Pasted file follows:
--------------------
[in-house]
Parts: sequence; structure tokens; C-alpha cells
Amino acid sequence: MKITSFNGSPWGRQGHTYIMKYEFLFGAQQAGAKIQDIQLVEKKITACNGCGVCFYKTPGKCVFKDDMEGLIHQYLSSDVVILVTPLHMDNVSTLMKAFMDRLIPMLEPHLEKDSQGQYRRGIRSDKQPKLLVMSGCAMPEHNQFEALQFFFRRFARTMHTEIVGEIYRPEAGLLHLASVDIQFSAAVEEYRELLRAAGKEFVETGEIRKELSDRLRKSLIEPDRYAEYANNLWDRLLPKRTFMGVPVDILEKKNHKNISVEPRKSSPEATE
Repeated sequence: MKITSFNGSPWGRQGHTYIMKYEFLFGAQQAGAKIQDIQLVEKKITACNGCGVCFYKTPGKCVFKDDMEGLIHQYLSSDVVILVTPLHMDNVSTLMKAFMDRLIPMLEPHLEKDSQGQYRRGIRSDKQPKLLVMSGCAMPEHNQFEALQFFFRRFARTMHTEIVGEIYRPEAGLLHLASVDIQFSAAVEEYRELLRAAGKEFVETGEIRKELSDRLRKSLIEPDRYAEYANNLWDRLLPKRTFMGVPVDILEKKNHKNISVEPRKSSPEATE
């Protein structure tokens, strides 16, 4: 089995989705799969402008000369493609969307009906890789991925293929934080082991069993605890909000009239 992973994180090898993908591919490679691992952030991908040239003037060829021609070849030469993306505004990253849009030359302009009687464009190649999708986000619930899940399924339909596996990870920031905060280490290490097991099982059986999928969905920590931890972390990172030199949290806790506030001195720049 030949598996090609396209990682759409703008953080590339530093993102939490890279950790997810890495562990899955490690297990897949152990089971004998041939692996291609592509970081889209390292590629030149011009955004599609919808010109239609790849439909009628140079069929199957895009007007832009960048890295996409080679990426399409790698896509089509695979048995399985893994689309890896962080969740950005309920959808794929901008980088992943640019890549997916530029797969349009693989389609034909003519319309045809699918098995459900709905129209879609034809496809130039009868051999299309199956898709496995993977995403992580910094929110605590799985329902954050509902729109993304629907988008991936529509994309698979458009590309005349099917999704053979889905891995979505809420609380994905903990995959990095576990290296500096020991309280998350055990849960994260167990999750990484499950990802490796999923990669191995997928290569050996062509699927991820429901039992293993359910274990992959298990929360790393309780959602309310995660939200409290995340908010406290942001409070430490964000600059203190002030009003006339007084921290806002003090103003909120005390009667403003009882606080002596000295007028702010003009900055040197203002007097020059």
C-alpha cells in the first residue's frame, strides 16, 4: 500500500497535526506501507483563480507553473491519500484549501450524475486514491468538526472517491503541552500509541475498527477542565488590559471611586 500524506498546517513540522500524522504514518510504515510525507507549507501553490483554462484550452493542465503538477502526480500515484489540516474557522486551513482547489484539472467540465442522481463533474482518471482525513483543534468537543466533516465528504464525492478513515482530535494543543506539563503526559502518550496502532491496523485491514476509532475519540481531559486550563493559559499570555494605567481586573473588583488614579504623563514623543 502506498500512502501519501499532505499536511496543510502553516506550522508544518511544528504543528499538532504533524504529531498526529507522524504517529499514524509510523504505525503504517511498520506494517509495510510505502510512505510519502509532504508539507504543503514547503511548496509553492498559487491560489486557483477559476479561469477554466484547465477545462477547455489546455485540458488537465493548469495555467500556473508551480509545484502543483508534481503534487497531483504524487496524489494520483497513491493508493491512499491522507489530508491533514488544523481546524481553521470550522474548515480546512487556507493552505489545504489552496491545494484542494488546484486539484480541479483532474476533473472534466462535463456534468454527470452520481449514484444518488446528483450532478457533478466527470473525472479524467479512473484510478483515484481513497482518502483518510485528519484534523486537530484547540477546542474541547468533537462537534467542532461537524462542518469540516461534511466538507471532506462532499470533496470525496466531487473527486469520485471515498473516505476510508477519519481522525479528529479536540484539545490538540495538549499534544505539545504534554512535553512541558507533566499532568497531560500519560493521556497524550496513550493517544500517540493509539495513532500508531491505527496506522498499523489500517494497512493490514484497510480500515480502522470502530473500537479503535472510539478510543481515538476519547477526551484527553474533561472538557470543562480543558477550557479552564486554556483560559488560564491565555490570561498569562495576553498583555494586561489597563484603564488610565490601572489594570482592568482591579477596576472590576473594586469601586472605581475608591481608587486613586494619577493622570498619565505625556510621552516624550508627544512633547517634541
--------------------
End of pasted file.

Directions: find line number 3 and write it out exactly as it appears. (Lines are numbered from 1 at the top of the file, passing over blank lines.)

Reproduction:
Amino acid sequence: MKITSFNGSPWGRQGHTYIMKYEFLFGAQQAGAKIQDIQLVEKKITACNGCGVCFYKTPGKCVFKDDMEGLIHQYLSSDVVILVTPLHMDNVSTLMKAFMDRLIPMLEPHLEKDSQGQYRRGIRSDKQPKLLVMSGCAMPEHNQFEALQFFFRRFARTMHTEIVGEIYRPEAGLLHLASVDIQFSAAVEEYRELLRAAGKEFVETGEIRKELSDRLRKSLIEPDRYAEYANNLWDRLLPKRTFMGVPVDILEKKNHKNISVEPRKSSPEATE